Meeting a Sculptural Crocheter

This Sunday I went down to the Westbury Arts Centre as part of Bucks Open Studios which is running this month.  Its a great chance to nosey around the studios of artists of all kinds and be inspired by what they create.  This includes textiles and fibre artists.  At Westbury there is an artist called Helen Den Dulk who creates large scale sculptural pieces with crochet and knitting.  She creates fantastic wall hangings with crochet which throw shapes and shadows onto the walls which become part of the finished effect.  She recycles and hand dyes some of her raw materials.  She kindly allowed me to photograph some of her work to show you on this blog.


This one is reminiscent of a sea creature / Dr Who monster and was big enough that my four-year-old could have rested in it! I love the way it pools onto the floor.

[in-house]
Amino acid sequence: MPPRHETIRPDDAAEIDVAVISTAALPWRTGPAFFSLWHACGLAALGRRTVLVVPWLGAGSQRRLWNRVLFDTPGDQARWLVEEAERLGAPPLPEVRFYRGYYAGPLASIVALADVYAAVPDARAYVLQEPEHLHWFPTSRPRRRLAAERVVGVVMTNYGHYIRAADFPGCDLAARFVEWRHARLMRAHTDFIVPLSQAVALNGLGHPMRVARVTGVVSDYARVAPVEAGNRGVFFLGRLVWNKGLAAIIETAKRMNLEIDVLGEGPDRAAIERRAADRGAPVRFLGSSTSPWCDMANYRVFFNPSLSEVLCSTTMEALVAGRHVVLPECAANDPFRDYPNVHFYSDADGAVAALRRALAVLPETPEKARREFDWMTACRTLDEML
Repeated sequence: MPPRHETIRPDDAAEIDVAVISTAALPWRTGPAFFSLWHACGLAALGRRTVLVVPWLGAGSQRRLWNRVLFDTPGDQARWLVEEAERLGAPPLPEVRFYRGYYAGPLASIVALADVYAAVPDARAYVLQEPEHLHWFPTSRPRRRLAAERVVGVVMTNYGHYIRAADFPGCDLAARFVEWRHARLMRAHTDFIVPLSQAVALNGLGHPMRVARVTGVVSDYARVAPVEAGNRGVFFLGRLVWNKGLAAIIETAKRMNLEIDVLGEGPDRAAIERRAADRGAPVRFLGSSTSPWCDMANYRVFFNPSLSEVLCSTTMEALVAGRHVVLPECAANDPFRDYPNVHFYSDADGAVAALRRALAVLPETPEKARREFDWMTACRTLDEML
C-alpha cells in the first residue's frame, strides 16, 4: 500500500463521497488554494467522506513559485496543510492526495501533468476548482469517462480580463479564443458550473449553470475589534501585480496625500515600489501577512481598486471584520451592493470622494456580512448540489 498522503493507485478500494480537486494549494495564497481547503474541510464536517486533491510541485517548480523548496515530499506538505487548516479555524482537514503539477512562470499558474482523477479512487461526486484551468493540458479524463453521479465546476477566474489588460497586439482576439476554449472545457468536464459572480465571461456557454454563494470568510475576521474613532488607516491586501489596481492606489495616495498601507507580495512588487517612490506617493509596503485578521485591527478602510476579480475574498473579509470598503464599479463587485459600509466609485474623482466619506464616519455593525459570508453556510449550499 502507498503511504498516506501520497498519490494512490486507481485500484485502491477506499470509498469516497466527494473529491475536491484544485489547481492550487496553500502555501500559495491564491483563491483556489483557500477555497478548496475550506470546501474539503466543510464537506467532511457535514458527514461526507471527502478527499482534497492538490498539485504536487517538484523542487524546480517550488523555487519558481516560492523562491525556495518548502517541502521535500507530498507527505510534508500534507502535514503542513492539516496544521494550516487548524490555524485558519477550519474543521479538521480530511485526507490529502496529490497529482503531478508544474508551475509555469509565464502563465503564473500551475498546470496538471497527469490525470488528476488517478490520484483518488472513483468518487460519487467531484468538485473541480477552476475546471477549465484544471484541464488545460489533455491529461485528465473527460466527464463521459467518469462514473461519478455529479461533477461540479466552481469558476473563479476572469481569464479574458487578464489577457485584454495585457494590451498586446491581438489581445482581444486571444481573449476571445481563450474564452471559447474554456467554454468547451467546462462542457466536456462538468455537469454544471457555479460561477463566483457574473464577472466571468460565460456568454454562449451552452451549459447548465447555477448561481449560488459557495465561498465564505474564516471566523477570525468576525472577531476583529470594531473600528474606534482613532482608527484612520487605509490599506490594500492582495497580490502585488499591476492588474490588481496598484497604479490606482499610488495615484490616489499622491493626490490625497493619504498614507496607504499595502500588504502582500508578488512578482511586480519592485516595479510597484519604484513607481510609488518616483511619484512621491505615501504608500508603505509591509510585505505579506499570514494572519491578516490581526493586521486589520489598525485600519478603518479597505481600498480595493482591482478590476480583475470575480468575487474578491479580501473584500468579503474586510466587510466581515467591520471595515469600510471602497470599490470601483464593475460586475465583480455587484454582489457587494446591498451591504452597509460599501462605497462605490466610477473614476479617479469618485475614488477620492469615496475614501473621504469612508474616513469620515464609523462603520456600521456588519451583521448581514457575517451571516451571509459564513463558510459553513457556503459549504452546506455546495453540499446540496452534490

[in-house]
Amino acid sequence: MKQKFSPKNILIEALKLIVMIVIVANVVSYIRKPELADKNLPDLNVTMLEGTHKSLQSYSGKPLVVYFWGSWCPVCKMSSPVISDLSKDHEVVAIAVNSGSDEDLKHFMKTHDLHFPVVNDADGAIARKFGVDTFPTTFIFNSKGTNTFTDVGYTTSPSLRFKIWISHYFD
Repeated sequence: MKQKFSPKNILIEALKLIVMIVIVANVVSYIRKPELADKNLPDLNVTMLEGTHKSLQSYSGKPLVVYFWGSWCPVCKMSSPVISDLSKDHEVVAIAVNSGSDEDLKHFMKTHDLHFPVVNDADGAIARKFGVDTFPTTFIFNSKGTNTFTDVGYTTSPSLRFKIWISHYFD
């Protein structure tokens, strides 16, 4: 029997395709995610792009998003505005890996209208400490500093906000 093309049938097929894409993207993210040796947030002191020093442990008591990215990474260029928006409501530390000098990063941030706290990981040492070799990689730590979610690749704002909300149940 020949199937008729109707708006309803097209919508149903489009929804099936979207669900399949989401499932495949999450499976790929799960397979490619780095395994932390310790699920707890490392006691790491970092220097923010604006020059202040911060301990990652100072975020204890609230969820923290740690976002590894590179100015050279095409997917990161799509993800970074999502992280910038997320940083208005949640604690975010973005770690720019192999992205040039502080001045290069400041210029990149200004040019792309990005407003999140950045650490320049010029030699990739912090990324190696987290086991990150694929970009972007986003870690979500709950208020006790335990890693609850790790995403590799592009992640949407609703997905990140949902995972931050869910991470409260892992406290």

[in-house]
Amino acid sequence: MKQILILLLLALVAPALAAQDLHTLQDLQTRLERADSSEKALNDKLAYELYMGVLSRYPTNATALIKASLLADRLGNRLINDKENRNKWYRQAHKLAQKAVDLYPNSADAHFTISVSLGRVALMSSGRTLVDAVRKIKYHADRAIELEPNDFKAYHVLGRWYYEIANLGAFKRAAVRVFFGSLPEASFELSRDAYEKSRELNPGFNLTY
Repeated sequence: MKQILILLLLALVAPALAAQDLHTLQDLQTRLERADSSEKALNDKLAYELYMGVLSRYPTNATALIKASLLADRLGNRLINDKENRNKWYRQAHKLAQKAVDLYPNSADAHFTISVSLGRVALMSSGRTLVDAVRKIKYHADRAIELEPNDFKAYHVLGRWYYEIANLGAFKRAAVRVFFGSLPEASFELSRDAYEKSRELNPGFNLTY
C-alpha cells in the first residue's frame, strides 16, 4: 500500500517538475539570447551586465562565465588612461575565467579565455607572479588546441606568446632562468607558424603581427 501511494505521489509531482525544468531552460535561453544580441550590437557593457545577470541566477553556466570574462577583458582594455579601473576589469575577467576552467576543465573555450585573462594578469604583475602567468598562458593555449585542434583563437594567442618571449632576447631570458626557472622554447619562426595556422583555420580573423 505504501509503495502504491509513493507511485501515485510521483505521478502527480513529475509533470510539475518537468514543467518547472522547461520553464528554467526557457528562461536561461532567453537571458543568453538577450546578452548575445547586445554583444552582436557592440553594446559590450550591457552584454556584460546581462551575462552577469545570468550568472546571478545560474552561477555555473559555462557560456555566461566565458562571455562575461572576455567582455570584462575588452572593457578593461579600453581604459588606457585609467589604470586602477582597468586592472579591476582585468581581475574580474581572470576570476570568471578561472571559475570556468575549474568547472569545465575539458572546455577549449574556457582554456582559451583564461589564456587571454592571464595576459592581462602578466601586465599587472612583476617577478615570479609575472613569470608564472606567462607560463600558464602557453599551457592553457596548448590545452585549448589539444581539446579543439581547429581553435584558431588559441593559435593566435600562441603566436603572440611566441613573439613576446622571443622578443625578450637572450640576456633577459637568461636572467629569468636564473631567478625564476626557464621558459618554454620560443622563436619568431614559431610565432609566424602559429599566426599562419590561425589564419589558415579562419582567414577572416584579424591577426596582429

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This next one I have a strange affection for because she used Drops yarn, bought from Wool Warehouse, in it.  The ‘brickwork’ is knitted in stocking stitch. It’s special to see something so striking made out of something we would all use for our more traditional makes.


In this one Helen crocheted around the flex of some fairy lights to create the spirals, which are then lit up by the lights embedded in the work.


Hanging spiral and circular forms recur in Helen’s work and are strangely hypnotic.


The open studios are open again this weekend coming.  Do go along if you live in or near Buckinghamshire – there are so many places you can visit, but at Westbury you can see many artists all in one place.  And they do a nice cup of tea too.

On being odd…

Today is ‘Knit in Public’ day.  For me this is everyday.  I have no shame.  However, I thought it was a good day to discuss my technique, as even though many of us who crochet are called ‘knitters’ by the uninitiated, I get accused of knitting much more frequently than most, because of my technique, as you will discover.